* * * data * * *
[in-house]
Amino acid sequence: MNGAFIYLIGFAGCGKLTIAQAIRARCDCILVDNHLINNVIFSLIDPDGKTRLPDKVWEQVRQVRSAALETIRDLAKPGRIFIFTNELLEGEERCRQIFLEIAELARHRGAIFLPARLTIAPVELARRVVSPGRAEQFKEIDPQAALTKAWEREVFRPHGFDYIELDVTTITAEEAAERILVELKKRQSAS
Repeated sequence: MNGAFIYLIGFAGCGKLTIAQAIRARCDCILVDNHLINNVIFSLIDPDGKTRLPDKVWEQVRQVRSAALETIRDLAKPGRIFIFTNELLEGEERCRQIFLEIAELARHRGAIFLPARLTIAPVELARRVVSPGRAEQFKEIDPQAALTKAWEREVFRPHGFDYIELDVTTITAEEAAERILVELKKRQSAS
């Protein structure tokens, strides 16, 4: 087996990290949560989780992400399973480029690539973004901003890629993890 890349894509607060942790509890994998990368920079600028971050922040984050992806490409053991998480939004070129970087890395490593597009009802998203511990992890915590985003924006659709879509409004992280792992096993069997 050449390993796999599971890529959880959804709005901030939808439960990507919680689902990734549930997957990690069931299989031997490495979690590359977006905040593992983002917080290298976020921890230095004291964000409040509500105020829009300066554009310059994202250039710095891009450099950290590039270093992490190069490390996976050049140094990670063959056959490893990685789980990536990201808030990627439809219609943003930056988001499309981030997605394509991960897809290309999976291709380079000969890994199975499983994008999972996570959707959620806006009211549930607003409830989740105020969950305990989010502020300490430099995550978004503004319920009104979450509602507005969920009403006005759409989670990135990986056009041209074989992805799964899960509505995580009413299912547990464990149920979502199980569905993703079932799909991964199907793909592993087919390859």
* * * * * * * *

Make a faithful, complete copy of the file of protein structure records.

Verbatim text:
[in-house]
Amino acid sequence: MNGAFIYLIGFAGCGKLTIAQAIRARCDCILVDNHLINNVIFSLIDPDGKTRLPDKVWEQVRQVRSAALETIRDLAKPGRIFIFTNELLEGEERCRQIFLEIAELARHRGAIFLPARLTIAPVELARRVVSPGRAEQFKEIDPQAALTKAWEREVFRPHGFDYIELDVTTITAEEAAERILVELKKRQSAS
Repeated sequence: MNGAFIYLIGFAGCGKLTIAQAIRARCDCILVDNHLINNVIFSLIDPDGKTRLPDKVWEQVRQVRSAALETIRDLAKPGRIFIFTNELLEGEERCRQIFLEIAELARHRGAIFLPARLTIAPVELARRVVSPGRAEQFKEIDPQAALTKAWEREVFRPHGFDYIELDVTTITAEEAAERILVELKKRQSAS
């Protein structure tokens, strides 16, 4: 087996990290949560989780992400399973480029690539973004901003890629993890 890349894509607060942790509890994998990368920079600028971050922040984050992806490409053991998480939004070129970087890395490593597009009802998203511990992890915590985003924006659709879509409004992280792992096993069997 050449390993796999599971890529959880959804709005901030939808439960990507919680689902990734549930997957990690069931299989031997490495979690590359977006905040593992983002917080290298976020921890230095004291964000409040509500105020829009300066554009310059994202250039710095891009450099950290590039270093992490190069490390996976050049140094990670063959056959490893990685789980990536990201808030990627439809219609943003930056988001499309981030997605394509991960897809290309999976291709380079000969890994199975499983994008999972996570959707959620806006009211549930607003409830989740105020969950305990989010502020300490430099995550978004503004319920009104979450509602507005969920009403006005759409989670990135990986056009041209074989992805799964899960509505995580009413299912547990464990149920979502199980569905993703079932799909991964199907793909592993087919390859």